Their ambitions extended past simply oyster farming. “It was about putting the Chesapeake Bay oyster back on the map, because it was nowhere to be found,” Croxton said. “State officials told us you could never have a commercially viable aquaculture business…Everyone told us you can’t do this here, and we fought against that,” he said. “We did what our hearts told us.”

Helped largely by the Croxtons’ work and determination, Virginia’s 2011 oyster harvest proved the best since 1989.1 “They’re very hearty creatures,” Croxton said. “They just need a chance.”

Mark Warner at the Croxton oyster farm (Travis is in the bottom right).

Mark Warner at the Croxton oyster farm (Travis is in the bottom right) (source)

The Croxtons went beyond their comfort level again in 2011 to open their first restaurant, Merroir,2 on the banks of the Rapphannock River in Topping, VA. Merroir wasn’t the realization of some lifelong dream to own a restaurant. “We didn’t have dreams of that,” Croxton said. “It was more in terms of wanting to be able to talk directly with our consumers” and “promote the region.”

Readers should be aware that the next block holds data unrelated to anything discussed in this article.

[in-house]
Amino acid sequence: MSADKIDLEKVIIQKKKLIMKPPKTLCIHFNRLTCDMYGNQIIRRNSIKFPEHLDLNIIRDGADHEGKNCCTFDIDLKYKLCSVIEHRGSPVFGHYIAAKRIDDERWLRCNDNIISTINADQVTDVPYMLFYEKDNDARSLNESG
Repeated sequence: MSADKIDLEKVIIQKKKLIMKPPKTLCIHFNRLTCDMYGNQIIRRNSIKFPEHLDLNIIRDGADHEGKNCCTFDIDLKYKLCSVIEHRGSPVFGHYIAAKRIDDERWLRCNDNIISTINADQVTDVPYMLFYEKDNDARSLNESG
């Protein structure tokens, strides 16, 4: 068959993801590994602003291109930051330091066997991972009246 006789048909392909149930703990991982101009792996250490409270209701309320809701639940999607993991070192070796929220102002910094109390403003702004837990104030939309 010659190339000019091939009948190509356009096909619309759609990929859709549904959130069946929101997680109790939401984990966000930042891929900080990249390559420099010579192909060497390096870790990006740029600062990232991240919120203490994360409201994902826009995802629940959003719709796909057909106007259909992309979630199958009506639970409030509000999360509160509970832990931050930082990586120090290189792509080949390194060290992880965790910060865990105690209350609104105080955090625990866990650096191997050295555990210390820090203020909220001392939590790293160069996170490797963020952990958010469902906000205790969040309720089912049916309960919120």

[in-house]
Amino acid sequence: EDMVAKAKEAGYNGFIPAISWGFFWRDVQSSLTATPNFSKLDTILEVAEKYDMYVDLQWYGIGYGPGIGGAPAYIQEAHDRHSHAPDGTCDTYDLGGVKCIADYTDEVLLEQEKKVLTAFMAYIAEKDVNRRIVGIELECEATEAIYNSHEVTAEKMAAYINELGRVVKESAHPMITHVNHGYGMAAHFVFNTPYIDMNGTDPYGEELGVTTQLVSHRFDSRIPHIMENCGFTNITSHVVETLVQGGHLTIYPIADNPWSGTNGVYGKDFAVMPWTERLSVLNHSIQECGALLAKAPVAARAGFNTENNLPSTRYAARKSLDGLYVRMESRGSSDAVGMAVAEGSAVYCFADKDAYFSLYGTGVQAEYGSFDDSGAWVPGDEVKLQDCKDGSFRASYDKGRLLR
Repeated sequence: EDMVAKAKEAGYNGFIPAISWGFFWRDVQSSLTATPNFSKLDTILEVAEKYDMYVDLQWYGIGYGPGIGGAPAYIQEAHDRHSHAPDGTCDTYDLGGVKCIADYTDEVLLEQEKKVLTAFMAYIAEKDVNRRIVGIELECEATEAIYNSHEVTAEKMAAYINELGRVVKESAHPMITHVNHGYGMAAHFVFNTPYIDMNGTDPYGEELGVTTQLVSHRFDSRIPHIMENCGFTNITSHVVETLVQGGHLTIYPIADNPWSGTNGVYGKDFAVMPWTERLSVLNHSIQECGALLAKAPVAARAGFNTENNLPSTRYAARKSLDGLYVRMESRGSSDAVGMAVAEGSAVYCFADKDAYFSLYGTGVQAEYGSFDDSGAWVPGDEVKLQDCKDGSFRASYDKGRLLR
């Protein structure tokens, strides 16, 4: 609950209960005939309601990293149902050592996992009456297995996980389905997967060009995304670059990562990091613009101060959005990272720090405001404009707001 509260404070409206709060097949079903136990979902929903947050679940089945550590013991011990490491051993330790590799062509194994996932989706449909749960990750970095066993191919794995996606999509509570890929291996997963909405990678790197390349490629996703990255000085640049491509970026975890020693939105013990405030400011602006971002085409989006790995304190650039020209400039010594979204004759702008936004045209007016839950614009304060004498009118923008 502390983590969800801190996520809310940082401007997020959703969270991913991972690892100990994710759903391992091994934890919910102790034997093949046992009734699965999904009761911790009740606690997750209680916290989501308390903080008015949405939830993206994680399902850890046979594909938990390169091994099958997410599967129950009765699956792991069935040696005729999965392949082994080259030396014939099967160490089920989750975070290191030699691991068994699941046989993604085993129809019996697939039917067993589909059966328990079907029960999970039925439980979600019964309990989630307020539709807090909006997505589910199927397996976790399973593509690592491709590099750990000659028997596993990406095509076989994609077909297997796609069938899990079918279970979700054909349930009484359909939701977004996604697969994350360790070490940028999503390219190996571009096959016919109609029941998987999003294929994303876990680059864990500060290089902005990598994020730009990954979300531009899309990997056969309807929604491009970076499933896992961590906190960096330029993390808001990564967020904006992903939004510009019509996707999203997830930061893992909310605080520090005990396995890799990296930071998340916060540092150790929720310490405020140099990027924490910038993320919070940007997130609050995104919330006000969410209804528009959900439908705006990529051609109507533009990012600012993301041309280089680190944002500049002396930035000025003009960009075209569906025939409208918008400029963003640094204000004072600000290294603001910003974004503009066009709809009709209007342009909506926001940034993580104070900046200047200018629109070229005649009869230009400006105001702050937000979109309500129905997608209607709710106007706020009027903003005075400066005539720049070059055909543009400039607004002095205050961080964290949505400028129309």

Later, the Croxton’s surpassed their comfort level yet again to open their second restaurant, Rappahannock Oyster Bar in D.C. Not long after that, the 99-seat Rappahannock opened on Grace Street in downtown RVA, surpassing another level of comfort with a third restaurant. Most recently, Travis Croxton helped opened his fourth restaurant, Eat the Rich and fifth, Southern Efficiency, in D.C.